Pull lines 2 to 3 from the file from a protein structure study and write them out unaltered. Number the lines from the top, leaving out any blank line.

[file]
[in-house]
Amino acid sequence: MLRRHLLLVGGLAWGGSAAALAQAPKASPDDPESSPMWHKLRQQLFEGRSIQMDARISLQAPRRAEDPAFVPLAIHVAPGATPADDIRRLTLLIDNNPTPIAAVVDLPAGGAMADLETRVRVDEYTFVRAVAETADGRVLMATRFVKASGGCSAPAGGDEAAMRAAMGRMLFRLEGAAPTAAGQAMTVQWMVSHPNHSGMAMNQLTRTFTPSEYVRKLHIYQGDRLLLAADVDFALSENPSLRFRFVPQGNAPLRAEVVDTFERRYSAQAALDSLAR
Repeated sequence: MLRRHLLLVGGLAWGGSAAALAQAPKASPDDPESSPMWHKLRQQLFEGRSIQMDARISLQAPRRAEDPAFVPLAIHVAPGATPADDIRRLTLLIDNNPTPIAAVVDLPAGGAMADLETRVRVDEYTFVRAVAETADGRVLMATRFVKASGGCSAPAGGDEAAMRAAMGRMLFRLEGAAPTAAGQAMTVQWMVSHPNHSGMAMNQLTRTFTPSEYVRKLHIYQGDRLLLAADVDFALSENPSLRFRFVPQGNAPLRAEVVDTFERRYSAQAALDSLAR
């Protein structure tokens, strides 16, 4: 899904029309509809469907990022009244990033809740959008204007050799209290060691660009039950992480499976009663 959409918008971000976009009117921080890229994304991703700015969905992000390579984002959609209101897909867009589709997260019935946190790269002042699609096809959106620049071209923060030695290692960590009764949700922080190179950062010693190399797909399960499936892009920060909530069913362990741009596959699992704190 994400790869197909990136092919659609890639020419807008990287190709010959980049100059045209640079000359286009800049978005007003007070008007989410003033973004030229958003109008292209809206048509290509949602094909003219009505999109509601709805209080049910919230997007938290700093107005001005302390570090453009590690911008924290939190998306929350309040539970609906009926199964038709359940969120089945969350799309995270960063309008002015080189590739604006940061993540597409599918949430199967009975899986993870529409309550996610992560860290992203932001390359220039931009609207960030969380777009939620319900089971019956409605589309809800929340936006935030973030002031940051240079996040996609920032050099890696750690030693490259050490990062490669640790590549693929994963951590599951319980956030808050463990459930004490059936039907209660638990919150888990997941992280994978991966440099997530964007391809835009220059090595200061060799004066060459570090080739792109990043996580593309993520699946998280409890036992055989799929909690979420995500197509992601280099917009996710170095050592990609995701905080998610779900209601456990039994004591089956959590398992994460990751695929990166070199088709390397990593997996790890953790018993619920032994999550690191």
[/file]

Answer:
Amino acid sequence: MLRRHLLLVGGLAWGGSAAALAQAPKASPDDPESSPMWHKLRQQLFEGRSIQMDARISLQAPRRAEDPAFVPLAIHVAPGATPADDIRRLTLLIDNNPTPIAAVVDLPAGGAMADLETRVRVDEYTFVRAVAETADGRVLMATRFVKASGGCSAPAGGDEAAMRAAMGRMLFRLEGAAPTAAGQAMTVQWMVSHPNHSGMAMNQLTRTFTPSEYVRKLHIYQGDRLLLAADVDFALSENPSLRFRFVPQGNAPLRAEVVDTFERRYSAQAALDSLAR
Repeated sequence: MLRRHLLLVGGLAWGGSAAALAQAPKASPDDPESSPMWHKLRQQLFEGRSIQMDARISLQAPRRAEDPAFVPLAIHVAPGATPADDIRRLTLLIDNNPTPIAAVVDLPAGGAMADLETRVRVDEYTFVRAVAETADGRVLMATRFVKASGGCSAPAGGDEAAMRAAMGRMLFRLEGAAPTAAGQAMTVQWMVSHPNHSGMAMNQLTRTFTPSEYVRKLHIYQGDRLLLAADVDFALSENPSLRFRFVPQGNAPLRAEVVDTFERRYSAQAALDSLAR